Monday, January 9, 2012

Unwrapping the Gift

On a January morning during rush hour in the Washington, D.C. Metro station, a non-descript young man wearing jeans, long-sleeved T-shirt, and baseball cap positioned himself beside a trashcan, opened his violin case, and began to play.

Over the course of an hour, close to 2,000 people passed by him. Only seven stopped to listen before hurrying on; 27 dropped money in his open case, totaling about $32. Only one person recognized him.

The street performer playing in the metro station that morning was Joshua Bell, one of the finest classical musicians in the world, playing a priceless violin handcrafted in 1713 by Antonio Stradivari.

It was a social experiment arranged by The Washington Post to see if we perceive beauty in commonplace environments at inconvenient and even inappropriate times. And if so, do we stop to appreciate it? 

A hidden camera captured the steady march of an indifferent human parade. There was no applause and no acknowledgement; just the awkward silence after his music stopped.

So what did the experiment teach us? That if we do not have a moment to stop and listen to one of the best musicians in the world, playing some of the finest music ever written, with one of the most beautiful instruments ever made, how many other things are we missing as we rush through life? The world unwraps itself to us again and again. Do we pause to accept the gift? Do we invite beauty to transcend?

Tuesday, January 3, 2012


Is there a word in the English language lovelier than murmuration? It’s one of nature's most phenomenal sights: the incredibly beautiful group behavior of thousands of starlings swishing and swooping together like one living, breathing entity. Why do starlings gather in these odd flash mobs?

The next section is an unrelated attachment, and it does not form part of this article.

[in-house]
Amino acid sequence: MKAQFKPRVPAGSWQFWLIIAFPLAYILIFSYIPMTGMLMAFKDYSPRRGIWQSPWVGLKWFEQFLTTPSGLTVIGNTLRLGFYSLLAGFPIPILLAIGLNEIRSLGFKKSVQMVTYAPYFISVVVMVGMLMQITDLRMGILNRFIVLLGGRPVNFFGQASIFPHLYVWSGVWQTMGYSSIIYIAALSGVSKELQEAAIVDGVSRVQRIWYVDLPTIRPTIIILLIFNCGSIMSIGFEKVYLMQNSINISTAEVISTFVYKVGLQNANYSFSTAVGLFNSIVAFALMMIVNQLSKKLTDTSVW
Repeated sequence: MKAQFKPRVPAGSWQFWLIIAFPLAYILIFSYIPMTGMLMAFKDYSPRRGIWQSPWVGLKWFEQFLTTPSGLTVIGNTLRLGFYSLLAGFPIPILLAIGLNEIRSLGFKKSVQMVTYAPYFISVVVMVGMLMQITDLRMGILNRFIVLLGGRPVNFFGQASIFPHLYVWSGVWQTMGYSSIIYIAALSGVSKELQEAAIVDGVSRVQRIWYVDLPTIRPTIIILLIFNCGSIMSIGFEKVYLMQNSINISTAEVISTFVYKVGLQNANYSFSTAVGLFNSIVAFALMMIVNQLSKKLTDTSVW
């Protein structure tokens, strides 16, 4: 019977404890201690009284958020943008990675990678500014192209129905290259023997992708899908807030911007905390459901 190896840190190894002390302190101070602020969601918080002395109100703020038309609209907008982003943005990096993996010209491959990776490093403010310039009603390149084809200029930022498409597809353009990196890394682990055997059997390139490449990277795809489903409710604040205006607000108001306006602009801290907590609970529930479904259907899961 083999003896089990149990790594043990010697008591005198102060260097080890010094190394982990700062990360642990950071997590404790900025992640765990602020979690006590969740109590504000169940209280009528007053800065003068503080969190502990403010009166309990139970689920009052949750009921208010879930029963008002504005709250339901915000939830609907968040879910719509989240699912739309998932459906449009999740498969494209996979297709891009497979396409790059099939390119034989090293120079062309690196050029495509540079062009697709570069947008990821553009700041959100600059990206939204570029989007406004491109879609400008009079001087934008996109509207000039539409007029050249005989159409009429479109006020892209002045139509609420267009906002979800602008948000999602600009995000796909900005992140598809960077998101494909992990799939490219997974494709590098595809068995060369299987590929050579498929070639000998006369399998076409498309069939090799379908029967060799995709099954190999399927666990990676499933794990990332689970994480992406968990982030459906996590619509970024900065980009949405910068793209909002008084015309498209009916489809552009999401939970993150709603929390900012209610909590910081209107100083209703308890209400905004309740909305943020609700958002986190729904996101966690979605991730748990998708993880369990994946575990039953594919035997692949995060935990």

The mesmerizing act is typically seen at the beginning of winter, right before dusk, as the birds look for a place to roost for the night. It’s actually a survival function. Numbers build up slowly near the roost, and by late afternoon there is a huge swirling, living cloud. Essentially, it's an epic battle to determine who in the flock survives, and who's a target for predators. It’s all about safety in numbers — none want to be on the outside and none want to be first to land. Each bird tries to copy the bird next to it exactly, which results in a stunning rippling effect with uncanny coordination that biologists don’t yet understand.  

Survival can be a gloriously beautiful thing. And starlings may be the most visible example of the beauty that can happen when we work together.